This cooperative approach might be good for society, but some people in the research community fear it could allow someone else to swoop in and benefit from their hard work.

For instance, suppose a drug trial failed for its intended indication. But a data analysis reveals that some participants have a genetic variant that led to a positive response, says Barbara Engel, MD, PhD, CPHS chair at CHOP.

“So you do another trial, focusing on people with those variants,” Engel says. “With some justification, researchers might worry that someone else will get hold of this data and do this trial before they get a chance to.”

The ICMJE’s perspective is that if society is going to fund research and volunteers are willing to take risks to benefit society, then potential gains from the research should be maximized, Schreiner notes.

“In an ideal world, this is a cooperative venture between people who understand data and people who ask the question, and I’d hope this would be a partnership rather than marauders swooping in,” he says.

IRBs and those who work in human research protection need to make sure risks and benefits are appropriate when reviewing studies, but they do not have a defined role for follow-up studies that use de-identified data.

“It’s our expectation researchers will use this data, and it may inform future research, but how it’s specifically defined is not always known going into the initial review,” says Amy Schwarzhoff, MBA, CIP, director of human subjects research at CHOP.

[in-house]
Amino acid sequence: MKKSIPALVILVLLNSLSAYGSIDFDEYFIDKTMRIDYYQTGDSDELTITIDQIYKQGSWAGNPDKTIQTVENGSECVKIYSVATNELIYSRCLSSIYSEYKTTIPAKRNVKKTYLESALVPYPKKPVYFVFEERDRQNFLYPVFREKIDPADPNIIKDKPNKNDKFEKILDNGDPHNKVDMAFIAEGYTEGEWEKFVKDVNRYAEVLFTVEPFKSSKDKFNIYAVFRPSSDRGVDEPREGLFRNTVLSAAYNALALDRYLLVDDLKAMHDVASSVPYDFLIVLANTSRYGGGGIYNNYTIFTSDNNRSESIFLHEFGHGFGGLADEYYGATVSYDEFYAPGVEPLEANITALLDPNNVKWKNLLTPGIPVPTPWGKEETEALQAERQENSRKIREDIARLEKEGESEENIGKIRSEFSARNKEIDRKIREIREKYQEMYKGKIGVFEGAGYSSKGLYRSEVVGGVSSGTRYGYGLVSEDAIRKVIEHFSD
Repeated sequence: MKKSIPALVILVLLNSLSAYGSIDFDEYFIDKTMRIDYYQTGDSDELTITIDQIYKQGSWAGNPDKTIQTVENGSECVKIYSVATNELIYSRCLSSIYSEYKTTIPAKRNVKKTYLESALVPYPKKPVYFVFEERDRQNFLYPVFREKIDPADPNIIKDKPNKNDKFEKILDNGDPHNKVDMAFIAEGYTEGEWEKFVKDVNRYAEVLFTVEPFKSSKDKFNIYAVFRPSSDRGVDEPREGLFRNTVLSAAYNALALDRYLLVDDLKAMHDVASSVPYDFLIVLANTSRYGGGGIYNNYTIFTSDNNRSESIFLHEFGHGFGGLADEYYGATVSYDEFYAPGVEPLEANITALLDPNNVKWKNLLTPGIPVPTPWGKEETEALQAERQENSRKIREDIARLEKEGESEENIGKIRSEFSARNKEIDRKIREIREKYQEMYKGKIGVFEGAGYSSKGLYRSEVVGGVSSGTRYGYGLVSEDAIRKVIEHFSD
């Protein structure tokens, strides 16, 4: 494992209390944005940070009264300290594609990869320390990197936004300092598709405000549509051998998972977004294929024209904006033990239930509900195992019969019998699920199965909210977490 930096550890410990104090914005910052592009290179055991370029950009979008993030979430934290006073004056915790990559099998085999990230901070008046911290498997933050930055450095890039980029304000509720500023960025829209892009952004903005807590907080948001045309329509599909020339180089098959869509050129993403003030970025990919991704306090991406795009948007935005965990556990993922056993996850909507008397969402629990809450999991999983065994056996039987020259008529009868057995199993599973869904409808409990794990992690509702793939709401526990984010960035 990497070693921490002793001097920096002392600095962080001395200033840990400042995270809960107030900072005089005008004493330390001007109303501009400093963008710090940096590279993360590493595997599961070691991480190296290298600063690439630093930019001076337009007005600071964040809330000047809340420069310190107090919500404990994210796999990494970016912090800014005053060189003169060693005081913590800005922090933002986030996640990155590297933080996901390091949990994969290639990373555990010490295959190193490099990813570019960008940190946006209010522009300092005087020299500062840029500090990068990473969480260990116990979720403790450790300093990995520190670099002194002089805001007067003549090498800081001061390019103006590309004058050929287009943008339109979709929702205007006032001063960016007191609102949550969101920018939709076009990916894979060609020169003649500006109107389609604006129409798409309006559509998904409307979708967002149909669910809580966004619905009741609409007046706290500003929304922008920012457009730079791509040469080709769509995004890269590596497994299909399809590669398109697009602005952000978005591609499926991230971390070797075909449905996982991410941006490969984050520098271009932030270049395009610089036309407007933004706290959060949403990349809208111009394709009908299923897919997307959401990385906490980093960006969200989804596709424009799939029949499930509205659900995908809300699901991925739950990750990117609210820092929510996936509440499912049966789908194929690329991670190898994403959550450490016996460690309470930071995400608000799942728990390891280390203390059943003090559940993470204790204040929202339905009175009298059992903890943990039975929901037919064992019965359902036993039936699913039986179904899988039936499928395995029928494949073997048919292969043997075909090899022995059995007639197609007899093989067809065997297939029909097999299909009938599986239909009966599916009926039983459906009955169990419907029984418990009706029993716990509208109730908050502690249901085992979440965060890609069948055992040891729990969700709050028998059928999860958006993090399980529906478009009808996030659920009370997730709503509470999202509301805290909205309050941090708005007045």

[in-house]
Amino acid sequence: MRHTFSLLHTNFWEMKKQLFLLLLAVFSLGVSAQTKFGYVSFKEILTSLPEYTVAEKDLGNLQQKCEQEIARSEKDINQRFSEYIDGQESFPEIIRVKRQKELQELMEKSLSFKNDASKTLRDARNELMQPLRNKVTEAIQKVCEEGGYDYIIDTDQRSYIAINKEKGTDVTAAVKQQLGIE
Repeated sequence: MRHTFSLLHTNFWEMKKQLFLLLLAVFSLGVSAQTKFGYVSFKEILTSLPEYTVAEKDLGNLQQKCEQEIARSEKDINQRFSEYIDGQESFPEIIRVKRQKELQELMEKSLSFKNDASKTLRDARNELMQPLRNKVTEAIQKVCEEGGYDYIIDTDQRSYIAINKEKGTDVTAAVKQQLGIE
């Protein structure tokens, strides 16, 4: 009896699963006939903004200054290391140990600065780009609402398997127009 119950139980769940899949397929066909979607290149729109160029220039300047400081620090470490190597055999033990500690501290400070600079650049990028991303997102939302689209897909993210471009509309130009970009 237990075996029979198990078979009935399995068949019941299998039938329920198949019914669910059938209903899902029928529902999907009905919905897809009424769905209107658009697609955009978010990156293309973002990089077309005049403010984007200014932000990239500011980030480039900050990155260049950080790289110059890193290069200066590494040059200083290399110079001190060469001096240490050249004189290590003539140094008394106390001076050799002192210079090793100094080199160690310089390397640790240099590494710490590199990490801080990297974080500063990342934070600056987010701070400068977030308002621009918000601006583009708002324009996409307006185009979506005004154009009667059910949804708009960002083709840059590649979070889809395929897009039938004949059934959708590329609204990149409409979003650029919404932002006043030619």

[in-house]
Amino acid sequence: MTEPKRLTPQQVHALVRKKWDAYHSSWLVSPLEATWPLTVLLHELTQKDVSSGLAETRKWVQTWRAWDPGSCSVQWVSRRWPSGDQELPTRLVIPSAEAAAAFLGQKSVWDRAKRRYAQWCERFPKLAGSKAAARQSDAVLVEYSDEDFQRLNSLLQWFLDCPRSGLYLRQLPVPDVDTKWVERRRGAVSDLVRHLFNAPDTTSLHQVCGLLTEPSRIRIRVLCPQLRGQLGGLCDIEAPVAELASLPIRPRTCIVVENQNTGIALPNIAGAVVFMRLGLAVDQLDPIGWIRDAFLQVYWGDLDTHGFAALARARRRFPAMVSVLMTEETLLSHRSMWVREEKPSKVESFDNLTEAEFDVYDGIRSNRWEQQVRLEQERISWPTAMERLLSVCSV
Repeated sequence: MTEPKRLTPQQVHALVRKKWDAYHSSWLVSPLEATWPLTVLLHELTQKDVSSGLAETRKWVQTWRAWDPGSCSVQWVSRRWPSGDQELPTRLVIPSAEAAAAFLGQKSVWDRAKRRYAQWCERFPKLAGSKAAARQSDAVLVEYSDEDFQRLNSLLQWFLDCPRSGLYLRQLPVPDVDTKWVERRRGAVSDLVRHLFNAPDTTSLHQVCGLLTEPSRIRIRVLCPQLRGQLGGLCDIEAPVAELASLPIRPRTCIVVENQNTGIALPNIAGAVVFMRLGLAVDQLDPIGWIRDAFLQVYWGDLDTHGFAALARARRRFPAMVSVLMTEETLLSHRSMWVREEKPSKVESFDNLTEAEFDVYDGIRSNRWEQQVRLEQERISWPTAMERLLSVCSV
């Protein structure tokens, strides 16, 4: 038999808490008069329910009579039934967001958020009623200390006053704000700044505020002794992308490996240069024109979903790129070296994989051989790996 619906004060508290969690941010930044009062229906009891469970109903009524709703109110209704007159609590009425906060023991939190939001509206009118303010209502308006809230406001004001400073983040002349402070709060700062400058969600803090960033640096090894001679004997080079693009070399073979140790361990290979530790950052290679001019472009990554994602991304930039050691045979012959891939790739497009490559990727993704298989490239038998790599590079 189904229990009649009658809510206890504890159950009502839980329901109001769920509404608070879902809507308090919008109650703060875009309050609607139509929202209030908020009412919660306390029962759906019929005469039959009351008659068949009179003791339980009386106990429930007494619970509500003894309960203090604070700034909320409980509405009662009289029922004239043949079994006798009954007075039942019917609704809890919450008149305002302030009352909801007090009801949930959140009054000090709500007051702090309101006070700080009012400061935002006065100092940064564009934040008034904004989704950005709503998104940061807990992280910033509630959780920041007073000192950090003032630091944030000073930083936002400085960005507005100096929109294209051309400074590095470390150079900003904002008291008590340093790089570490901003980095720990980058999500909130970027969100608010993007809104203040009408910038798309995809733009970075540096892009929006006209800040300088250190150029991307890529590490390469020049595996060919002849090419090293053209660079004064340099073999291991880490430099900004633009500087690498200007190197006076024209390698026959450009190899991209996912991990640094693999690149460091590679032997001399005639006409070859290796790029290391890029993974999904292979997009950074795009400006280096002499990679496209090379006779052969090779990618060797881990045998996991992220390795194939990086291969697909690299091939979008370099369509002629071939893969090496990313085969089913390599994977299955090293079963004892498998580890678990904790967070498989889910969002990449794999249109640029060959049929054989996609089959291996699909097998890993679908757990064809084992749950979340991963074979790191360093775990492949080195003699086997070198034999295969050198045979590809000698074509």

However, IRBs can ensure that study sponsors intend to publish results.

“We ask people to discuss their plans for publication,” Schreiner says. “We have, in fact, deferred studies from pharmaceutical companies that say they own data and no one will be able to publish it.”

Sponsors sometimes do this because they don’t want to give away their secrets until there’s a confirmatory study, he adds. “People have novel ideas, and they believe if details come out, someone could scoop them.”

But what can happen is that one company runs a clinical trial in a new class of drugs. The study fails and is not published. Then another company has a similar agent in the same new class, runs the study, and it also fails and is not published. By the time a fifth clinical trial is begun in the same class of failed agents, hundreds of people have volunteered their time and risked their health. And the latest people to enroll have no way of knowing that every other trial of that class of drugs has failed, Schreiner explains.

“We always joked there should be a journal of failed experiments,” Engel says. “If failed clinical trials were published, we might learn from these.”


  1. Jefferson T, Jones MA, Doshi P, et al. Neuraminidase inhibitors for preventing and treating influenza in adults and children. Cochrane Database of Systematic Reviews. 2014;4.
  2. Taichman DB, Sahni P, Pinborg A, et al. Annals Int Med. June 6, 2017, editorial:1-3.